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Dublin City Centre to Welcome New Planetarium and Science Museum

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Dublin City Centre to Welcome New Planetarium and Science Museum

Dublin City Centre to Welcome New Planetarium and Science Museum
April 02
09:41 2024

Exciting plans for a cutting-edge science museum and planetarium, set to be located at the National Concert Hall complex in Dublin, have been given the green light with the recent approval of planning permission by An Bord Pleanála.

Despite some appeals lodged against the project, citing concerns about encroachment on the walled Iveagh Gardens and protected structures in the historic Earlsfort Terrace site, An Bord Pleanála has given its endorsement to the development.

The proposed museum, to be known as the National Children’s Science Centre, will utilize the currently unused north wing of the National Concert Hall complex along with a newly constructed adjoining building. Spanning 9,500 square meters across four floors, the facility will feature a striking dome at its apex for the planetarium.

Designed to accommodate over 200 permanent and temporary exhibits, interactive experiments, demonstration areas, a lecture hall, and a café, the museum will focus on six overarching themes: the digital revolution, smart cities, food and water, energy and decarbonization, consumption and production, and humans and demography.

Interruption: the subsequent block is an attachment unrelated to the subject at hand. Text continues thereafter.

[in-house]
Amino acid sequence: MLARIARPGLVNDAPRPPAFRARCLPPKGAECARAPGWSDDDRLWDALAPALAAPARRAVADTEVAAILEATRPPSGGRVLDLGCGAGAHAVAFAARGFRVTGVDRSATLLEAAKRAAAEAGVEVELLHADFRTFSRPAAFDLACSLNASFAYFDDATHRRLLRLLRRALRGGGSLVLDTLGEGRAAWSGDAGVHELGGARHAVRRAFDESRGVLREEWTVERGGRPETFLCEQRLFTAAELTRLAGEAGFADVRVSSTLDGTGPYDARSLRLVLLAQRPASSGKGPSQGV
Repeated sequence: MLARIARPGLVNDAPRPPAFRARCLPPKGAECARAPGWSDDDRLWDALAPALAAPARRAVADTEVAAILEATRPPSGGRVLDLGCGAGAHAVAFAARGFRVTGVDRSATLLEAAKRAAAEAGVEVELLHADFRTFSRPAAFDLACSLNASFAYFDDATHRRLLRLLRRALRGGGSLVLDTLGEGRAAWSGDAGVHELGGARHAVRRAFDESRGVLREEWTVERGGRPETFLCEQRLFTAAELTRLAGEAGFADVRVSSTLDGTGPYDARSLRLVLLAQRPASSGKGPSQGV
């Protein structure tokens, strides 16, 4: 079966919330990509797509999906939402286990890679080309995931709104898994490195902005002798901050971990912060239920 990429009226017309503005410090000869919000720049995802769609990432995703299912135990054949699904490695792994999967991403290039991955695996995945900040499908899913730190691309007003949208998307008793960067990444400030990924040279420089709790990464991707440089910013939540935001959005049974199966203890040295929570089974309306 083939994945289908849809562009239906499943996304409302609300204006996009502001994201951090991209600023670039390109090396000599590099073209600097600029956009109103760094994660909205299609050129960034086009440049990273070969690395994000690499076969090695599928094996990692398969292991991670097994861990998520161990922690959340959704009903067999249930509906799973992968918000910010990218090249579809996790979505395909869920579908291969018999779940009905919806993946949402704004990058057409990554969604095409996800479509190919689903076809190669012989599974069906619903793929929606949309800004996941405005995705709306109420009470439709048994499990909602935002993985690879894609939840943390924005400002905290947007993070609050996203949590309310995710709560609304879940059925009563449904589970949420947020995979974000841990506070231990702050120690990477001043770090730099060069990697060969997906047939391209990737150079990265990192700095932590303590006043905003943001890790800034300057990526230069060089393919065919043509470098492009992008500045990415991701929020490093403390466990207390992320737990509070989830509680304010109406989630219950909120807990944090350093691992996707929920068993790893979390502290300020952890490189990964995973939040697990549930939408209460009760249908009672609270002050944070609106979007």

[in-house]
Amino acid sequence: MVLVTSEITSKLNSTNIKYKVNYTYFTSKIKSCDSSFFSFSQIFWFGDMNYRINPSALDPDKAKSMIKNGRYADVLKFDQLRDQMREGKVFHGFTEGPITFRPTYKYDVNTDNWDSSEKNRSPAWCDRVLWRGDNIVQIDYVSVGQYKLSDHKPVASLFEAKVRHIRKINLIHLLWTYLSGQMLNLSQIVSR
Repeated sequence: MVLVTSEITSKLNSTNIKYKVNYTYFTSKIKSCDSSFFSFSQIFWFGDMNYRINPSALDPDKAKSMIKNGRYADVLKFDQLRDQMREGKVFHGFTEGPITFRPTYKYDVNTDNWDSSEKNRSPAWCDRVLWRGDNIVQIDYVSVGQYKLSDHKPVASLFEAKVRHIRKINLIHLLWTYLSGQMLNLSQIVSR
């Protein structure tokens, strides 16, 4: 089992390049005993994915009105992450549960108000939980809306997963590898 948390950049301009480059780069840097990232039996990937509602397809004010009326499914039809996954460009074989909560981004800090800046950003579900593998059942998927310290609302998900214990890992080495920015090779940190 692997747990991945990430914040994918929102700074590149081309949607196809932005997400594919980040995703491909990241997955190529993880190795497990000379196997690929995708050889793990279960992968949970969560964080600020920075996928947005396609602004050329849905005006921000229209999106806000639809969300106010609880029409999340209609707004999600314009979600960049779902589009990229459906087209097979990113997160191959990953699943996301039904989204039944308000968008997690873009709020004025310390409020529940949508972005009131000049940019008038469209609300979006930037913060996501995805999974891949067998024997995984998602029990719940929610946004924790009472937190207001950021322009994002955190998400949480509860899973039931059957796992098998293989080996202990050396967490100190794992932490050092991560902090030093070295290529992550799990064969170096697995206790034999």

Originally proposed as a government initiative in the 2000s, the project was stalled due to economic challenges. However, given the pressing need to support STEM subjects (science, technology, engineering, and mathematics) in educational curriculums, particularly at school and third-level institutions, the urgency for such a facility has been highlighted by the Oireachtas Education Committee.

Managed by the Office of Public Works (OPW), the museum’s designs have been developed by the agency’s in-house architects. While the estimated construction cost is approximately €50 million, a charity has been established to oversee the project, with a diverse board of trustees including figures from the public, private, and academic sectors.

The National Children’s Science Centre aims to become a national hub for interactive learning, featuring extensive outreach programs and touring exhibitions, both physical and digital, supported by a dynamic online presence through its website and app.

Although objections were raised, with Pom Boyd expressing disappointment on social media platform X, the project’s approval marks a significant step forward in Dublin’s cultural and educational landscape.

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